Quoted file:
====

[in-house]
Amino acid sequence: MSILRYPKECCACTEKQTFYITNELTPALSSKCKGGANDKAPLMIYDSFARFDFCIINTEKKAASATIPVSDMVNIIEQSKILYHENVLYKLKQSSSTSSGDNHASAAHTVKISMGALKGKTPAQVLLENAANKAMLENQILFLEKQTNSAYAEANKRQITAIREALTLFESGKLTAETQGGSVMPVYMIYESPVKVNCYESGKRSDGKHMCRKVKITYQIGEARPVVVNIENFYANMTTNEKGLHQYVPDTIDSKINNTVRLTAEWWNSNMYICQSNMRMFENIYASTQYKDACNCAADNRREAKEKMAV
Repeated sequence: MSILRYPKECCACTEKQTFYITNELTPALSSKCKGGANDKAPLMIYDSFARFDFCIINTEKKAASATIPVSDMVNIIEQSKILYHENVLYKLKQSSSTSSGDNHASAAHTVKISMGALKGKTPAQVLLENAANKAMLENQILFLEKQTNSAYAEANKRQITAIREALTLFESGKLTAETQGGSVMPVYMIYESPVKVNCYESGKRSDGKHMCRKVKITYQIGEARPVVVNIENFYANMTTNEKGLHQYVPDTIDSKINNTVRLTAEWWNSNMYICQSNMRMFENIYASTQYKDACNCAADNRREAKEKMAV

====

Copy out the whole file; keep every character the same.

[in-house]
Amino acid sequence: MSILRYPKECCACTEKQTFYITNELTPALSSKCKGGANDKAPLMIYDSFARFDFCIINTEKKAASATIPVSDMVNIIEQSKILYHENVLYKLKQSSSTSSGDNHASAAHTVKISMGALKGKTPAQVLLENAANKAMLENQILFLEKQTNSAYAEANKRQITAIREALTLFESGKLTAETQGGSVMPVYMIYESPVKVNCYESGKRSDGKHMCRKVKITYQIGEARPVVVNIENFYANMTTNEKGLHQYVPDTIDSKINNTVRLTAEWWNSNMYICQSNMRMFENIYASTQYKDACNCAADNRREAKEKMAV
Repeated sequence: MSILRYPKECCACTEKQTFYITNELTPALSSKCKGGANDKAPLMIYDSFARFDFCIINTEKKAASATIPVSDMVNIIEQSKILYHENVLYKLKQSSSTSSGDNHASAAHTVKISMGALKGKTPAQVLLENAANKAMLENQILFLEKQTNSAYAEANKRQITAIREALTLFESGKLTAETQGGSVMPVYMIYESPVKVNCYESGKRSDGKHMCRKVKITYQIGEARPVVVNIENFYANMTTNEKGLHQYVPDTIDSKINNTVRLTAEWWNSNMYICQSNMRMFENIYASTQYKDACNCAADNRREAKEKMAV